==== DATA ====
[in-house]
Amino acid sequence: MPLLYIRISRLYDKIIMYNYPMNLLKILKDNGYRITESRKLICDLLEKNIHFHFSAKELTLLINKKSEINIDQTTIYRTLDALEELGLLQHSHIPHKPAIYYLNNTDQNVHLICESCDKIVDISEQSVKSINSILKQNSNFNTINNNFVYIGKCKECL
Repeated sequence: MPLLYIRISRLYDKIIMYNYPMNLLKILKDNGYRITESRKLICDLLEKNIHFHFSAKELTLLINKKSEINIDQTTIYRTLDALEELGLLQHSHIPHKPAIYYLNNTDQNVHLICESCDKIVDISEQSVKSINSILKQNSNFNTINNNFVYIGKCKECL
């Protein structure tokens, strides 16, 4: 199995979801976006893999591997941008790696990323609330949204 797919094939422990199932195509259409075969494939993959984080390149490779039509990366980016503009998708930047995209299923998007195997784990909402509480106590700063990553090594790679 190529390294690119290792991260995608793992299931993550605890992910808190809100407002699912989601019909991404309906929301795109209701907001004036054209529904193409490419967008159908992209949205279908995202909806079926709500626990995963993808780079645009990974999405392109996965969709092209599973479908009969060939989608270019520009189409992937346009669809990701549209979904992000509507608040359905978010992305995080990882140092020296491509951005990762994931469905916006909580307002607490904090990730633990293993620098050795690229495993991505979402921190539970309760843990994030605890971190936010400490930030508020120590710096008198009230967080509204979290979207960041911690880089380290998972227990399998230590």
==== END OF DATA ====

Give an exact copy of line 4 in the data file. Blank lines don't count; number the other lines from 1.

């Protein structure tokens, strides 16, 4: 199995979801976006893999591997941008790696990323609330949204 797919094939422990199932195509259409075969494939993959984080390149490779039509990366980016503009998708930047995209299923998007195997784990909402509480106590700063990553090594790679 190529390294690119290792991260995608793992299931993550605890992910808190809100407002699912989601019909991404309906929301795109209701907001004036054209529904193409490419967008159908992209949205279908995202909806079926709500626990995963993808780079645009990974999405392109996965969709092209599973479908009969060939989608270019520009189409992937346009669809990701549209979904992000509507608040359905978010992305995080990882140092020296491509951005990762994931469905916006909580307002607490904090990730633990293993620098050795690229495993991505979402921190539970309760843990994030605890971190936010400490930030508020120590710096008198009230967080509204979290979207960041911690880089380290998972227990399998230590």